Cross and Pentacle: Two religions at the crossroads

I was a Jesus Freak, a passionate theologian, and a Southern Baptist minister. I worked hard to convert pagans. The pagans won.

Discovering magic as a witch with an intimate knowledge of western christianity I explore the juxtaposition of these two faiths. Christianity and paganism alike are undergoing dramatic changes with parallel trends, conflicting challenges, and a growing concern for interfaith dialogue.

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Annika Mongan

Annika Mongan

Born and raised an evangelical Christian in Germany, I joined the Jesus Freak movement as a teenager and became a passionate evangelist and worship leader. No one was surprised when I went to the US at age 19 and came back a tattooed and pierced fundamentalist Christian, betrothed to a "Chrispie" (a Christian hippie, that is). I was a virgin the day we married. Five years later I graduated bible college with highest honors and post traumatic stress disorder. I deepened both my theology and trauma on the road by traveling the country in a big yellow school bus. For three years I lived as a nomad, playing music and leading bible studies, from Portland, Oregon to Portland, Maine. I learned that Christianity in America encompasses a wide range of beliefs and practices, from Amish groups casting demons out of school busses to Roman Catholic priests breaking into government buildings. I saw Jesus in the oddest places. And then everything changed and I ended up a polyamorous Witch in a Pagan community in California.

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Searching For Balance In Hot Springs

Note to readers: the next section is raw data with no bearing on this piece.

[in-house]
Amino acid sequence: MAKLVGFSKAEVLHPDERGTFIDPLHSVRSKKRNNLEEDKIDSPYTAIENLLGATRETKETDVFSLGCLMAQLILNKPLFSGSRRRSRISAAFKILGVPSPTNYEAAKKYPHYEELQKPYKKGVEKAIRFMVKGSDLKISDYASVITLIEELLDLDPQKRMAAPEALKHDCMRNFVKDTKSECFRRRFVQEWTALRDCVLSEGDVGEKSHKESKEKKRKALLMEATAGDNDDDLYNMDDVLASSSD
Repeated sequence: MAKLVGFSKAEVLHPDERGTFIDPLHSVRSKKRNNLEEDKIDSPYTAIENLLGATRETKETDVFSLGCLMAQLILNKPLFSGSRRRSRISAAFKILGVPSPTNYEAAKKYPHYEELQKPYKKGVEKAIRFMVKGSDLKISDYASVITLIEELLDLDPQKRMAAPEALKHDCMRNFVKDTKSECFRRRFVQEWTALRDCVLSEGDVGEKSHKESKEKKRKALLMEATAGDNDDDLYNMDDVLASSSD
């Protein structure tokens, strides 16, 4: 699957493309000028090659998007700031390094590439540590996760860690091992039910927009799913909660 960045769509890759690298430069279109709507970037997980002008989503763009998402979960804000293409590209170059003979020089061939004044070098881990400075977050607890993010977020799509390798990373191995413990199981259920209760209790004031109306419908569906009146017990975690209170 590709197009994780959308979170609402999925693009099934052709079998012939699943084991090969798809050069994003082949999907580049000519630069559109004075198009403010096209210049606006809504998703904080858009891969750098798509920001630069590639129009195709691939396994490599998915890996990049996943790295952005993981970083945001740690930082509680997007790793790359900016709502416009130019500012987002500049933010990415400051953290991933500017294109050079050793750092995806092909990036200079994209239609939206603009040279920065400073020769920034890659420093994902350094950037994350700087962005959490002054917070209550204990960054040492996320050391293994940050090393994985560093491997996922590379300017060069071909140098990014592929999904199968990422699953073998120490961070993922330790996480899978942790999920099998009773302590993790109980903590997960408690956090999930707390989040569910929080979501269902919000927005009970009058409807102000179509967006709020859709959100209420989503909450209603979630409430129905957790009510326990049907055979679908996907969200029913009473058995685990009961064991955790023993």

Warm water bubbles beneath my knees. I feel weightless. The pool is just deep enough that I can't sit, so I let my feet touch the sandy bottom while the rest of my body floats. The water must be the same temperature as my blood for I feel neither warm nor cool, as if heat and cold were a foreign concept. In these hot springs it is easy to forget where my body ends and the water begins. I run my hands up and down my legs. I expect little bubbles to rise to the surface, the way they do in the hot tub, but instead I feel a thin slimy film upon my skin. I wonder about the mineral content of the water. The smell of rotten eggs announces sulfur and I wrinkle my nose, then quickly re-frame my association from disgusting-gaseous-anomalies to miraculous-healing-waters and manage to enjoy the odor.

 

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Independence and Commitment

I have never really celebrated Independence Day with parties, parades, and patriotism. I was raised in Germany and studied history and - well, let’s just say patriotism makes me deeply uncomfortable. For many years I fled into the woods and celebrated InterdepenDance Day at rainbow gatherings, far away from drunken revelry and fireworks.

 

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Rachel Dolezal and the Appropriation of Oppression